Domestically, Canada’s agri-food system is facing a lot of challenges, but the pressures aren’t from just within the country. Many newly-felt pressures are from external forces.
A new report from Agri-Food Economy Systems based out of Guelph, Ont., outlines these new pressures on agri-food policy in Canada. The list of those pressures in the report is long; but Al Mussell, from Agri-Food Economic Systems and co-author of the report, joined Shaun Haney recently to break down how Canada will contest the challenges.
“The first challenge is to enumerate and account for all of the changes that we’re being exposed to,” says Mussell. “Obviously COVID just completely side-swiped everything. Certainly long-term, nobody saw this coming.”
One of the goals of the policy report, that the authors, including Mussell, thought might get missed, is that Canada’s domestic ag policy has been particularly dependent on foreign policy and agricultural trade environments. The set-up for the situation goes back to the ’70s and ’80s, when there was ongoing turmoil with regards to programs, equity for different commodities, grains programs in Western Canada, supply management instruments in Eastern Canada… and the list goes on.
What ultimately brought us to the point where we could have fixed cost-share programs, federally and provincially, was really that we had some stability in terms of market access, first in North America, then at a global level. As a country, we couldn’t afford to be provincially fragmented anymore, says Mussell.
Exports are critical for Canada’s economy, and they’re necessary for our ag industry. Canada needs to develop an understanding of the problems with AgriStability policy, but more generally the larger problems that may affect 30 to 40 per cent of the industry.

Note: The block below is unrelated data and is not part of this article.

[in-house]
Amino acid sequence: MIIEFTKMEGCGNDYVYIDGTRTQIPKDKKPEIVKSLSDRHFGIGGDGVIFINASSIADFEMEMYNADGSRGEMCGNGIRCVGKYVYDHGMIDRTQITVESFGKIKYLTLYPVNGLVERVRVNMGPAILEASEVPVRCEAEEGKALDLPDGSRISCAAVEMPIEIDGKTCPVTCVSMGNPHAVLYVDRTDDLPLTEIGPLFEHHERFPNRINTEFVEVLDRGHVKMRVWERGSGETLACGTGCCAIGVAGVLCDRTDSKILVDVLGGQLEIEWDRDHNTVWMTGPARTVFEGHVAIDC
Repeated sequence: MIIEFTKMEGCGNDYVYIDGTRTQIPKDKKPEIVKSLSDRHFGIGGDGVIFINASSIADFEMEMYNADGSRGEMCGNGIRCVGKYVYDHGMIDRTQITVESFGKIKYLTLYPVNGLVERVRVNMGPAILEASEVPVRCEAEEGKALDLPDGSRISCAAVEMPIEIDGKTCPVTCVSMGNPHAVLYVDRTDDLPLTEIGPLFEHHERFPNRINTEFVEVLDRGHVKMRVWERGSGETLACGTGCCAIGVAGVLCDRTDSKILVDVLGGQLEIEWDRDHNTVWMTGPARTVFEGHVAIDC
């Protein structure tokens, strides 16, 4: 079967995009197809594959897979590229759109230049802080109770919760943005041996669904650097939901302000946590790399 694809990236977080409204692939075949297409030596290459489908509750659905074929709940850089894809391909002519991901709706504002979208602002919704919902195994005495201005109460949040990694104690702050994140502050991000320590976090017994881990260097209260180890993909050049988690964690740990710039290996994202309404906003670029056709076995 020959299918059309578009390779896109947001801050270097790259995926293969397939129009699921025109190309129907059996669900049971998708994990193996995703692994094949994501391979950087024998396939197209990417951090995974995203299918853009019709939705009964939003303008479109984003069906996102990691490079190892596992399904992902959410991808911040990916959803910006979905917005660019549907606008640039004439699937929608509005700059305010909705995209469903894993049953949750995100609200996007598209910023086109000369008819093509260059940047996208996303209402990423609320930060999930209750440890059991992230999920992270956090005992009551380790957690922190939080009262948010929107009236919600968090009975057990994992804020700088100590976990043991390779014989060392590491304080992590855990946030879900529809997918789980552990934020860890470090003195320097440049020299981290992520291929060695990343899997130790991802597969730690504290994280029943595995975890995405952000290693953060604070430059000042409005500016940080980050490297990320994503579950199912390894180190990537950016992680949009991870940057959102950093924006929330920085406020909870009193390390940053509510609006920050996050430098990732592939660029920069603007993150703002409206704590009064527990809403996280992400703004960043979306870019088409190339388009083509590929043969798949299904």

“We’ve got agricultural capacity that vastly outstrips our domestic markets so we need to be able to trade,” says Mussell. Sufficient levels of investment in our supply chains helps to feed into that, based on the understanding that we’d have secure market access, but that’s starting to fray away from us, Mussell says.
Going into harvest this year, there will be enormous corn and soybean stocks in the U.S. but since they have subsidy support, and Canada’s grain prices are based on U.S. grain markets, Canada may get into a sticky situation. Canada doesn’t have the treasury to support a subsidized system so we have to have another approach — to insulate ourselves without getting into a subsidized system and without the reverberation from our southern counterparts says Mussell.
Independently, Canada doesn’t necessarily have the capacity to refuse a powerhouse like China if a proposed trade deal is not in our favour, but perhaps by forming a coalition with like-minded ag trade partners, Canada would be able to say no. The right set of allies may serve as a stopper to the erosion of rules-based trading and pursuing bilateral and multilateral trade routes may be key to our future success.
One of the key takeaways from the report is that industry sectors will need to plan for existential threats, where if they planned for the risk of collapse, what would they be prepared to do. For example, the horticulture industry is too dependent on foreign workers and needs to have either a new labour strategy or a back-up cropping plan to form up against the effects of COVID-19.